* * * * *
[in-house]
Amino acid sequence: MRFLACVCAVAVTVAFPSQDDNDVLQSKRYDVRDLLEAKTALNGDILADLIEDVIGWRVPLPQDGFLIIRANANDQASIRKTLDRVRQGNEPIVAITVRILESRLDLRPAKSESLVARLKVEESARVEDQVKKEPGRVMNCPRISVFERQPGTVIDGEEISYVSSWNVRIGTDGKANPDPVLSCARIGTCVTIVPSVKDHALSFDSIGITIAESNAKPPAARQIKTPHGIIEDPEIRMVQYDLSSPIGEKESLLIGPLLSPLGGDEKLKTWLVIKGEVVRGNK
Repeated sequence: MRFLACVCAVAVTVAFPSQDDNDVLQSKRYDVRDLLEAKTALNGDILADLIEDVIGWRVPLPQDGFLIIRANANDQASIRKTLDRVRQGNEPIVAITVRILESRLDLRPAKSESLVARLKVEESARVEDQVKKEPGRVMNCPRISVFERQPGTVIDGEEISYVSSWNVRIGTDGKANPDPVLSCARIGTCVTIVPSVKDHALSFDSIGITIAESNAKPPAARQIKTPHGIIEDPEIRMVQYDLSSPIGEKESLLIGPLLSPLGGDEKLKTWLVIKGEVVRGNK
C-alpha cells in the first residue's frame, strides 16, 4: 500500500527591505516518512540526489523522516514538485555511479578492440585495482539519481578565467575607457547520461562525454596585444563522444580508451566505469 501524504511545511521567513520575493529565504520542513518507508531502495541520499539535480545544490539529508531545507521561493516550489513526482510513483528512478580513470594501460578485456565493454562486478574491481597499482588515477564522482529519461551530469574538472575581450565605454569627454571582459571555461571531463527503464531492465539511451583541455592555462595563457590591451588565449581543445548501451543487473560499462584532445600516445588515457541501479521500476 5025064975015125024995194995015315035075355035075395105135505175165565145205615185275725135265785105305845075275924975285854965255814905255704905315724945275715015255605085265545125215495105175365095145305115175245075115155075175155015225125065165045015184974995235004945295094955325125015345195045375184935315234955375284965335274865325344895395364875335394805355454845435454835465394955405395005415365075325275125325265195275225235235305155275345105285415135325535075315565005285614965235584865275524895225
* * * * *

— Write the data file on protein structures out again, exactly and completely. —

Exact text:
[in-house]
Amino acid sequence: MRFLACVCAVAVTVAFPSQDDNDVLQSKRYDVRDLLEAKTALNGDILADLIEDVIGWRVPLPQDGFLIIRANANDQASIRKTLDRVRQGNEPIVAITVRILESRLDLRPAKSESLVARLKVEESARVEDQVKKEPGRVMNCPRISVFERQPGTVIDGEEISYVSSWNVRIGTDGKANPDPVLSCARIGTCVTIVPSVKDHALSFDSIGITIAESNAKPPAARQIKTPHGIIEDPEIRMVQYDLSSPIGEKESLLIGPLLSPLGGDEKLKTWLVIKGEVVRGNK
Repeated sequence: MRFLACVCAVAVTVAFPSQDDNDVLQSKRYDVRDLLEAKTALNGDILADLIEDVIGWRVPLPQDGFLIIRANANDQASIRKTLDRVRQGNEPIVAITVRILESRLDLRPAKSESLVARLKVEESARVEDQVKKEPGRVMNCPRISVFERQPGTVIDGEEISYVSSWNVRIGTDGKANPDPVLSCARIGTCVTIVPSVKDHALSFDSIGITIAESNAKPPAARQIKTPHGIIEDPEIRMVQYDLSSPIGEKESLLIGPLLSPLGGDEKLKTWLVIKGEVVRGNK
C-alpha cells in the first residue's frame, strides 16, 4: 500500500527591505516518512540526489523522516514538485555511479578492440585495482539519481578565467575607457547520461562525454596585444563522444580508451566505469 501524504511545511521567513520575493529565504520542513518507508531502495541520499539535480545544490539529508531545507521561493516550489513526482510513483528512478580513470594501460578485456565493454562486478574491481597499482588515477564522482529519461551530469574538472575581450565605454569627454571582459571555461571531463527503464531492465539511451583541455592555462595563457590591451588565449581543445548501451543487473560499462584532445600516445588515457541501479521500476 5025064975015125024995194995015315035075355035075395105135505175165565145205615185275725135265785105305845075275924975285854965255814905255704905315724945275715015255605085265545125215495105175365095145305115175245075115155075175155015225125065165045015184974995235004945295094955325125015345195045375184935315234955375284965335274865325344895395364875335394805355454845435454835465394955405395005415365075325275125325265195275225235235305155275345105285415135325535075315565005285614965235584865275524895225